Using Bio-Renewable Oligomers and Monomers to Produce Coatings

Over at the Department of Organic Chemical Technology and Polymer Materials, Faculty of Chemical Technology and Engineering, West Pomeranian University of Technology in Szczecin, Poland, a team of researchers have been developing a method to produce renewable polymer coatings using bio-renewable oligomers and monomers. The research was published in the journal Materials. 

Study: Photocurable Coatings Based on Bio-Renewable Oligomers and Monomers. Image Credit: petrroudny43/Shutterstock.com

Published in the journal Materials, the team discuss how they used two kinds of acrylic bio-renewable components to modify acrylated epoxidized soybean oil (AESO): “The studies showed that it is possible to control the curing process and the properties of cured coatings obtained from renewable photoreactive sources by simply modifying the photoreactive renewable resins without having to reduce biobased carbon content,” explains corresponding author Dr. Paulina Bednarczyk.

This study comes at a time when researchers are working to develop newer, environmentally friendly materials such as renewable polymers as an alternative to synthetic materials. Some of the justifications for this research include tackling long-term problems related to environmental protection, economic aspects, and waste management in the chemical industry.

Theoretical structure of epoxidized soybean oil acrylate (AESO).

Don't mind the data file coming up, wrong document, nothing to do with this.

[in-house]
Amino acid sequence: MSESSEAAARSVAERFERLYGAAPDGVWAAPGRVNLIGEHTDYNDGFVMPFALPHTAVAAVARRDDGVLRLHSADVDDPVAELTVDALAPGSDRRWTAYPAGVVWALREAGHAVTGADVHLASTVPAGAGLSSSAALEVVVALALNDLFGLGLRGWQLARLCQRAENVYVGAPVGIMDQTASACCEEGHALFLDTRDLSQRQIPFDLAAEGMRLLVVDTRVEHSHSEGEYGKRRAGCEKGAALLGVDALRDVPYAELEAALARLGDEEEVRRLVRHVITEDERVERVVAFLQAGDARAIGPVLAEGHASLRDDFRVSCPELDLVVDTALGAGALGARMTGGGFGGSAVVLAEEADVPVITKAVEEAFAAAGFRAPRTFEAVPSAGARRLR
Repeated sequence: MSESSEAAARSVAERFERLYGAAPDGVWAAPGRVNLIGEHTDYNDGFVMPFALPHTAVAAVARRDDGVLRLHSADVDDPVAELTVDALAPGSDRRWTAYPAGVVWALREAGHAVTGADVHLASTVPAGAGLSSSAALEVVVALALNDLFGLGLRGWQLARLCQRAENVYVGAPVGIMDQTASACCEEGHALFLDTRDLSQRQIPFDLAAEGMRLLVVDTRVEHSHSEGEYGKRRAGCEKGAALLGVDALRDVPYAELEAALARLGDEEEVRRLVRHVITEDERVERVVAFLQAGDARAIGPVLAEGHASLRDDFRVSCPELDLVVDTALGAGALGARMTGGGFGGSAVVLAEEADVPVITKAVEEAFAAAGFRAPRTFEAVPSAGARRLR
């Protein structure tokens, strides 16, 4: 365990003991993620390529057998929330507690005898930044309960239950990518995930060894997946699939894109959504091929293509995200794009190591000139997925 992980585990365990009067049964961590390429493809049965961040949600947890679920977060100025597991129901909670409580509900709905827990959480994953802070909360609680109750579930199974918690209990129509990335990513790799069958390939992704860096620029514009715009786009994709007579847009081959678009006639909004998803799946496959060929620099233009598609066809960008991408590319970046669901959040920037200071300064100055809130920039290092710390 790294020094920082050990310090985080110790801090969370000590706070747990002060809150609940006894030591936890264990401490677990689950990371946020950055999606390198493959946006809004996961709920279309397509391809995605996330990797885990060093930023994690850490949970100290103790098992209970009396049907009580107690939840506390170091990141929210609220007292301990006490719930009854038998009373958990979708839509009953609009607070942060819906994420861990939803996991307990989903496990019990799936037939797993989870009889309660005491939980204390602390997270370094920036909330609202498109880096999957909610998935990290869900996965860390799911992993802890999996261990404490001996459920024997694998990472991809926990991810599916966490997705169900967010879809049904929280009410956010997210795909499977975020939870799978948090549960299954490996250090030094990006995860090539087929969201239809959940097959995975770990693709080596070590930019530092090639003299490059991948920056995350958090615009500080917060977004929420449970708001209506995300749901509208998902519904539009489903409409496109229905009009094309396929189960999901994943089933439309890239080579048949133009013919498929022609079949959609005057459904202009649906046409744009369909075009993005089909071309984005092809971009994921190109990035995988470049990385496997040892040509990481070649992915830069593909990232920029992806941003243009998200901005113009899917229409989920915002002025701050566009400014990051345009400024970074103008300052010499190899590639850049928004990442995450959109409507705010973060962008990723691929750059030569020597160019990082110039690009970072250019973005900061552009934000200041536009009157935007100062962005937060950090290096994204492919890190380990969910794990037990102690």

Theoretical structure of epoxidized soybean oil acrylate (AESO). Image Credit: Bednarczyk, P et al., Materials

Renewable Materials Candidates

Demand is currently on the rise for the replacement of petroleum-based polymeric materials due to two major factors: the aforementioned growing concern for the environment and forecasts of a shortage of crude oil resources.

Polymers derived from renewable raw materials are already finding use in packaging, bio-medical and hygiene products, cosmetics, electronics, agriculture, other consumer goods, and they are now being trialed in optical 3D printing.

Bednarczyk says, “Natural resources such as vegetable oils, fatty acids, or lactic acids have been found to be particularly widely attractive for scientists because they can be molecular-engineered into renewable polymers in a way similar to many petroleum chemicals.

Vegetable oils have been identified as a good candidate as a renewable resource as they are abundant, relatively cheap, and can be easily modified due to an extensive number of highly reactive sites. Soybean oil in particular is regarded as an optimal choice due to its abundance and low cost.

Photo-DSC exotherms for the photopolymerization of AESO composition (A100) and bio-based diacrylate oligomer composition (B0).

Photo-DSC exotherms for the photopolymerization of AESO composition (A100) and bio-based diacrylate oligomer composition (B0). Image Credit: Bednarczyk, P et al., Materials

Modifying Soybean Oil